Within computing circles, XP has become known as a zombie: the operating system that Microsoft, despite its best efforts, just could not kill. The software launched in 2001 is still installed on a third of all PCs.
Only Windows 7 (released in 2009) has managed to have any real impact, being installed on just under half of all PCs today. But even then, Microsoft would much prefer that people were using the very latest OS, Windows 8.1.
So, come 8 April, executives will be cheering. On that day, Microsoft will finally cease its support of XP. The zombie OS really will become the walking dead, as the wolves, in the form of hackers, viruses and malware, start to circle. Computers running the operating system will become more vulnerable as Microsoft stops releasing security patches, and there will be no more automatic updates. Meanwhile, hackers may look to reverse-engineer security updates that appear for Windows 7 or 8/8.1, hoping to find unpatched exploits that they can use to gain access to systems. The zombie OS will start to haunt its users, becoming unpredictable and dangerous.
XP's demise has been a long time coming – Microsoft even released an XP End of Support Countdown Gadget – but there will surely be some sadness tinged with the relief. Perhaps, during its countdown, Microsoft could spend the hours reminiscing about the dark days in 2007, when disgruntled users sent Vista, XP's successor, packing back to Redmond (just under 4 per cent of computers have it installed). Or it could recall the more recent struggles, which have seen Windows 8 users left staring at their screens in search of a start button.
But how did XP fall so far from grace in Microsoft's eyes? Its problem is that it became too popular. A gap of six years between its release and Vista was far too long. During that time, new computers were being shipped with XP pre-installed, and by January 2006, 400 million copies were in use. It coincided with an explosion in PC sales so, for many, it was their first taste of Windows.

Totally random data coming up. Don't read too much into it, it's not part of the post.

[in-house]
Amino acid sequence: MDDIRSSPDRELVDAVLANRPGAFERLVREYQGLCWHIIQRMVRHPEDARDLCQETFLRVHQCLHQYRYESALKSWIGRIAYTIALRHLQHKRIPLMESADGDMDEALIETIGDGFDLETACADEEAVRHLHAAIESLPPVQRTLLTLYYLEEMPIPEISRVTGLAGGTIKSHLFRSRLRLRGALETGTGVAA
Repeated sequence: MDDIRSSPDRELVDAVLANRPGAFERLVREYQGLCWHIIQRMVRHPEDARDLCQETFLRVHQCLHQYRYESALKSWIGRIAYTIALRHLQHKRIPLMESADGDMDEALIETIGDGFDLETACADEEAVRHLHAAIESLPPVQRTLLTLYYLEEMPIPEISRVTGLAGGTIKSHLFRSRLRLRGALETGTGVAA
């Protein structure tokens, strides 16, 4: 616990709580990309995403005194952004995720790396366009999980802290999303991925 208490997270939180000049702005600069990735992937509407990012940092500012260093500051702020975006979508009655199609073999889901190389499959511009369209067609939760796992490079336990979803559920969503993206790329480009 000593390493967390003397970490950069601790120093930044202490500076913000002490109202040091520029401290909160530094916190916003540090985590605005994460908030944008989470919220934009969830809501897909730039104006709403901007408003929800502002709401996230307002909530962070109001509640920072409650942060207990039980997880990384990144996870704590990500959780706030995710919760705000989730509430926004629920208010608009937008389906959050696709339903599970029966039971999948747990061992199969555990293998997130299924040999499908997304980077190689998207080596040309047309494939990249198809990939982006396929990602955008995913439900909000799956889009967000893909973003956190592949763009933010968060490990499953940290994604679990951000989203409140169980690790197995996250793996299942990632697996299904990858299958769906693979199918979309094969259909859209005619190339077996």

It gave XP ample opportunity to gain a real foothold in the market on a scale that utterly clouded any computing success that had gone before it. Given that some companies don't update their machines for years on end, the numbers stacked up and it became even more difficult for subsequent releases to knock it off its perch.
To make matters worse for Microsoft, people have become used to the interface. Some businesses don't want to spend money on replacing systems that work, nor do they want to fork out on retraining their staff. IT professionals aren't helping much, either. Online IT community Spiceworks says 76 per cent of IT consultants are still running Windows XP on at least one system. "Folks don't like change," says technology analyst Rob Enderle. "And Microsoft is less aggressive in forcing change than Apple. So the folks that hate change the most just didn't move."
So what happens now? For a while, not much. Windows XP will still continue to run on people's machines. It will even continue to benefit from anti-malware measures – Microsoft announced in January that it may be scrapping automatic updates, service packs and tech support but it will carry on battling against viruses and hackers until 15 April 2015.
There are solutions. Users could switch to Apple, install the open-source operating system Linux or just upgrade to a more up-to-date Windows. This latter option may mean buying a new computer, although some users will just be able to buy a copy of Windows 7 or 8. "The problem is," says Enderle, "Windows 7 is already obsolete and has been superseded by Windows 8. And Windows 8 is such a big change, thanks to the fact it is touchscreen and has a new interface. Plus, once people move, Microsoft will have another problem: getting them to move again in the future."
You sense that, if Microsoft had its way, the monster it created would already be under 10 feet of concrete and peppered with a few silver bullets, just to be on the safe side.